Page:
Monday, June 2, 2008

The Kindness of Strangers: A Greek in Vienna

One of my best experiences in travel came in Vienna, Austria after my dad and I had visited the museum at the arsenal. It was a small gesture from a stranger, but it embodies one of the things I find most rewarding – the unexpected kindness of strangers.

Walking back from the military museum, we were passing the Belvedere Palace grounds on our way to St. Stephen’s Cathedral where we planned to meet up with my mom and sister.

Admiring the palace, which consists of two buildings separated by a well-groomed park, neither of us noticed the short, Mediterranean-featured man as he walked up to us.

“Excuse me,” he said.

I turned and acknowledged him.

“Are you Americans?” he asked, and we nodded. “I want you to come to my restaurant and have a beer or a glass of wine, on me.”

Since I had been offered free beer and wine by a restaurateur…well, never, I was instantly suspicious. Not only did he supposedly want to give me free alcohol, but he wasn’t put off by the fact that I was an American.

Initially, I turned him down, but he was persistent, and we had a half-hour or so to kill, so we followed him to the corner opposite the Upper Belvedere, where his Greek restaurant sat.

He told us to sit down, and we let him know that we couldn’t eat or have any more than one drink, as we had somewhere to be. He still insisted we sit at one of the outdoor tables while he went inside to grab ice-cold draught beers.

He sat down with us and told us he had a brother living in America, somewhere in the Midwest. The two men had opened the restaurant together 10 years earlier. As business was slow, he truly wanted nothing more than to sit and talk with us over beers about the land his brother had moved to. It surely didn’t hurt to have some customers sitting at his café, but I believe he really did just want the company.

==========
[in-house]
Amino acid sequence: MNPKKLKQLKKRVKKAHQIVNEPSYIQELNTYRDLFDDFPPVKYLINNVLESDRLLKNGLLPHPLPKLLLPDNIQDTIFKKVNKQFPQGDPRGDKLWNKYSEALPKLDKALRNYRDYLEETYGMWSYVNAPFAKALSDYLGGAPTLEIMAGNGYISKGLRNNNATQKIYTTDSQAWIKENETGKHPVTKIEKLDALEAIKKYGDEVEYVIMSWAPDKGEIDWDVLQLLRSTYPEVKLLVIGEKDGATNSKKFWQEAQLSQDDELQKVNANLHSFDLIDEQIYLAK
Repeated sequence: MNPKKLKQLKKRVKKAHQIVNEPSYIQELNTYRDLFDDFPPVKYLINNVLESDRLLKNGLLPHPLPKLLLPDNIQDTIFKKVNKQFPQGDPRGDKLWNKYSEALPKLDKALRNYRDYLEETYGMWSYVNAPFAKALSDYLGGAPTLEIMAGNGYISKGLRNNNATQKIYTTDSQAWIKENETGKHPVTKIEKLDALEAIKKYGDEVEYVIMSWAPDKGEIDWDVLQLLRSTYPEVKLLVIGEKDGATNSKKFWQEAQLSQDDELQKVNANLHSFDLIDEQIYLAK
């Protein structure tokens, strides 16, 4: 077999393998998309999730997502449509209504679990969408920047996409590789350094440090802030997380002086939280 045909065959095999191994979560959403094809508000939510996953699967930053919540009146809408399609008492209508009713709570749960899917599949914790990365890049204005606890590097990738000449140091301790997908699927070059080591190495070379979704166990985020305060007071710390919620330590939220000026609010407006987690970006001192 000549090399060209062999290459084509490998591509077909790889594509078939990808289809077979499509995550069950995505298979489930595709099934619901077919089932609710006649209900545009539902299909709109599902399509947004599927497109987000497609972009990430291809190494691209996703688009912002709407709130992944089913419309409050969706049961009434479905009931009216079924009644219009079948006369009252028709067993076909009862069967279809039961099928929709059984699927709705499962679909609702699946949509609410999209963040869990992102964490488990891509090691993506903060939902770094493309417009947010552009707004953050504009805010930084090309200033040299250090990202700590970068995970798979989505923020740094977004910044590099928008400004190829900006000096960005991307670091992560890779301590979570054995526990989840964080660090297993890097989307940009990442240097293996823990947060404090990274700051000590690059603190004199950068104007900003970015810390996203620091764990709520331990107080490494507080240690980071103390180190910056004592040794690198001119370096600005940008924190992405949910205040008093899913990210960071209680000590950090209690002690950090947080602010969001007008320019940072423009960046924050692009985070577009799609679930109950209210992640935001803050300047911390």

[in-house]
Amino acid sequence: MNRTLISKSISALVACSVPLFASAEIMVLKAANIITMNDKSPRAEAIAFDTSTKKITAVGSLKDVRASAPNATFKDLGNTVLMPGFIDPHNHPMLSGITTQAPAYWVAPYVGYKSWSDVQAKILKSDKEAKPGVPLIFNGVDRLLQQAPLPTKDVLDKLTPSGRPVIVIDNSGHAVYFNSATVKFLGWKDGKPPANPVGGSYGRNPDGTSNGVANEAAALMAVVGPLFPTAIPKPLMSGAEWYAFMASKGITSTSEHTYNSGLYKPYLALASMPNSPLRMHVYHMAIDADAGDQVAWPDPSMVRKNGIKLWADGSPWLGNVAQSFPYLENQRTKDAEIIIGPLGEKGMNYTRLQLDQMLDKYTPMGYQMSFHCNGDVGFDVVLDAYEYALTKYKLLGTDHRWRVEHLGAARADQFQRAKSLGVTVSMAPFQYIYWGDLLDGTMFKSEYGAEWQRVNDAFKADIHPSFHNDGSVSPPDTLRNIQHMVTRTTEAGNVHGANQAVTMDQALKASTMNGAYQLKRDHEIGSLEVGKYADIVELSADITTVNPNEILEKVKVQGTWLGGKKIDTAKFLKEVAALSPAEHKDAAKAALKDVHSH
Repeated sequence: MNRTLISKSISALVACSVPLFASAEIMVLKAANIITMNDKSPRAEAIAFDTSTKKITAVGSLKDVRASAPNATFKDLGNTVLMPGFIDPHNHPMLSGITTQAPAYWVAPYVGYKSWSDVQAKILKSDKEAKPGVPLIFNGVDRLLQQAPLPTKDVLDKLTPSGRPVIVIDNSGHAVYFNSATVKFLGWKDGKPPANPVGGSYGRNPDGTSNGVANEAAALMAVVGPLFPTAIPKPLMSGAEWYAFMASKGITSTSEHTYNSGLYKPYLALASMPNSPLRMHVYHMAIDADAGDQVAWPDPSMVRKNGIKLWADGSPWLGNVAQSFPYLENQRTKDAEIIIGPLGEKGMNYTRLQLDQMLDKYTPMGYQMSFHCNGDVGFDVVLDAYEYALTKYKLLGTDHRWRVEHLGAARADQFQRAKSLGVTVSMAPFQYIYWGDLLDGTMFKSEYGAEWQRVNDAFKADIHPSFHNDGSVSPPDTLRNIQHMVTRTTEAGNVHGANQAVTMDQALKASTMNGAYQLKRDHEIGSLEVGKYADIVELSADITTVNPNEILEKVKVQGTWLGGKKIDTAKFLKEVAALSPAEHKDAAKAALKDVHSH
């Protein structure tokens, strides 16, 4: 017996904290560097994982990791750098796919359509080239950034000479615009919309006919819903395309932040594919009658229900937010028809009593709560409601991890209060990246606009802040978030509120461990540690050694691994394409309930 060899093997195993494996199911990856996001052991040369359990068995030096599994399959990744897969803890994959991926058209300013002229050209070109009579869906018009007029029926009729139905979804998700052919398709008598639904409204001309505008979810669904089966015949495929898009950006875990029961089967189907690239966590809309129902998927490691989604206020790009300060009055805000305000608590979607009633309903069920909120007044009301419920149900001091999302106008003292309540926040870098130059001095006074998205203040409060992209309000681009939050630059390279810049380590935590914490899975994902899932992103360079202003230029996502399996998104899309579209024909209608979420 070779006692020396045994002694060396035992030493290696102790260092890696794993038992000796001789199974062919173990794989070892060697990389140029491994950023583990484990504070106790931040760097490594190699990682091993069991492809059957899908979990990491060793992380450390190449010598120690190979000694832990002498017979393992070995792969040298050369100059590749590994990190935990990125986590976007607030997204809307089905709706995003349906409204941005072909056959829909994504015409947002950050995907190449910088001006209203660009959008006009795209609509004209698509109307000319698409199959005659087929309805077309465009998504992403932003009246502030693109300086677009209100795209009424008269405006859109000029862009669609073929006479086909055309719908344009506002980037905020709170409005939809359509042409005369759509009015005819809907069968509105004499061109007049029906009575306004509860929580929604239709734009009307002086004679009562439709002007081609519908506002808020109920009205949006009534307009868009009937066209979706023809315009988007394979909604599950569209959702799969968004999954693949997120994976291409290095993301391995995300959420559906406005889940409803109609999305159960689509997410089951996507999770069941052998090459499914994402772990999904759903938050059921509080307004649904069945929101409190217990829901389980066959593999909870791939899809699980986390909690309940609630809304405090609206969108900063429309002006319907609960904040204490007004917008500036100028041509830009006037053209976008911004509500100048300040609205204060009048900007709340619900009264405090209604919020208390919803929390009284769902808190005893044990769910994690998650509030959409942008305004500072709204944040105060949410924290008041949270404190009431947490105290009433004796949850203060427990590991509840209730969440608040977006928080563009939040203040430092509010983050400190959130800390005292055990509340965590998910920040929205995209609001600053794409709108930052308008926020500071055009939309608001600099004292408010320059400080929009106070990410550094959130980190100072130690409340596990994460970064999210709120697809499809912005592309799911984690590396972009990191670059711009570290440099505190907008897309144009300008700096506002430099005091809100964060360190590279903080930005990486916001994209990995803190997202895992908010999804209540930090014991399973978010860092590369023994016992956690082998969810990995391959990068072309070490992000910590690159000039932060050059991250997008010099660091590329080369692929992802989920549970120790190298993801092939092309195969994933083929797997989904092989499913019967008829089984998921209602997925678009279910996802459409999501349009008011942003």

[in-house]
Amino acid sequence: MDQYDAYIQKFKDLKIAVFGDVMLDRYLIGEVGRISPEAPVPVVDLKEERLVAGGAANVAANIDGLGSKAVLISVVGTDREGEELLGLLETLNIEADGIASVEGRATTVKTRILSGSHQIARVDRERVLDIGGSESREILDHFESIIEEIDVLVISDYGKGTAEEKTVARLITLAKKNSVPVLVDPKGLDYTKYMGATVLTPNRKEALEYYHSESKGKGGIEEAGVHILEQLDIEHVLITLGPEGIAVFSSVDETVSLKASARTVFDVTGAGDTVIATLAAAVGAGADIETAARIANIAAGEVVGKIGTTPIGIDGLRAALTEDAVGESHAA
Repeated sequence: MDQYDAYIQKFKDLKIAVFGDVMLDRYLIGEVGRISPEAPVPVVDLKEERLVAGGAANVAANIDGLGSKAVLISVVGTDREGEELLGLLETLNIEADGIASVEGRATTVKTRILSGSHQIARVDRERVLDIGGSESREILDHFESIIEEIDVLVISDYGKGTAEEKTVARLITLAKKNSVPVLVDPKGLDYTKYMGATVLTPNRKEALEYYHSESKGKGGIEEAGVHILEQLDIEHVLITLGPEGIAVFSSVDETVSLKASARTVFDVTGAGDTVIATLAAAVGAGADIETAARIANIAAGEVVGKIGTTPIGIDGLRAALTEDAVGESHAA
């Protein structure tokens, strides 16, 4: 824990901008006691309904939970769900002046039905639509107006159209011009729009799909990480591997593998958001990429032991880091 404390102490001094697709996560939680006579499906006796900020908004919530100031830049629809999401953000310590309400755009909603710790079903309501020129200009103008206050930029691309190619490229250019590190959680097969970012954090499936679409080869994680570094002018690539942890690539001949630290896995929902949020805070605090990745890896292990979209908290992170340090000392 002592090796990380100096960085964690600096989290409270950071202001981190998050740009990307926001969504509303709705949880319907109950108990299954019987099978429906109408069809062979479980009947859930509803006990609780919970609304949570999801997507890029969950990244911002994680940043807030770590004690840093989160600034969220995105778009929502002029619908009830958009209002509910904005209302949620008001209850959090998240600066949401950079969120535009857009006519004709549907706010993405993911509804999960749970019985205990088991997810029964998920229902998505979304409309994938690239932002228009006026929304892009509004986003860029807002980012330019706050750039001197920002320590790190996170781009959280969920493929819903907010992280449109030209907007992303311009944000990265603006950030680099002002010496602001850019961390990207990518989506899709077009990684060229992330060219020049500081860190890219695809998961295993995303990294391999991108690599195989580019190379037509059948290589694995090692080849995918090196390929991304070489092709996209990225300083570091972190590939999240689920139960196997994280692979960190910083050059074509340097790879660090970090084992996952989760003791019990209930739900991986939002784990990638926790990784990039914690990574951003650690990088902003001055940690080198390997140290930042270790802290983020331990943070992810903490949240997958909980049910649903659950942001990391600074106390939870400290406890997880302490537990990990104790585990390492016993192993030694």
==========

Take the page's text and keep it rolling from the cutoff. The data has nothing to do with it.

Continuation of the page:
We left him with a promise to suggest his restaurant to my mom, who was making the dinner decision that night, but told him we most likely wouldn’t be eating there. He didn’t seem to mind at all, and thanked us for our conversation, and we thanked him for the beers.

We didn’t return to his café, as we ate at a restaurant near St. Stephen’s, but I have every intention of dining there the next time I’m in Vienna. I have no idea what the name of the restaurant was, but I can still picture the spartan outdoor tables and the blue sign with Greek lettering over the door.

More importantly, the random act of friendship sticks in my mind.

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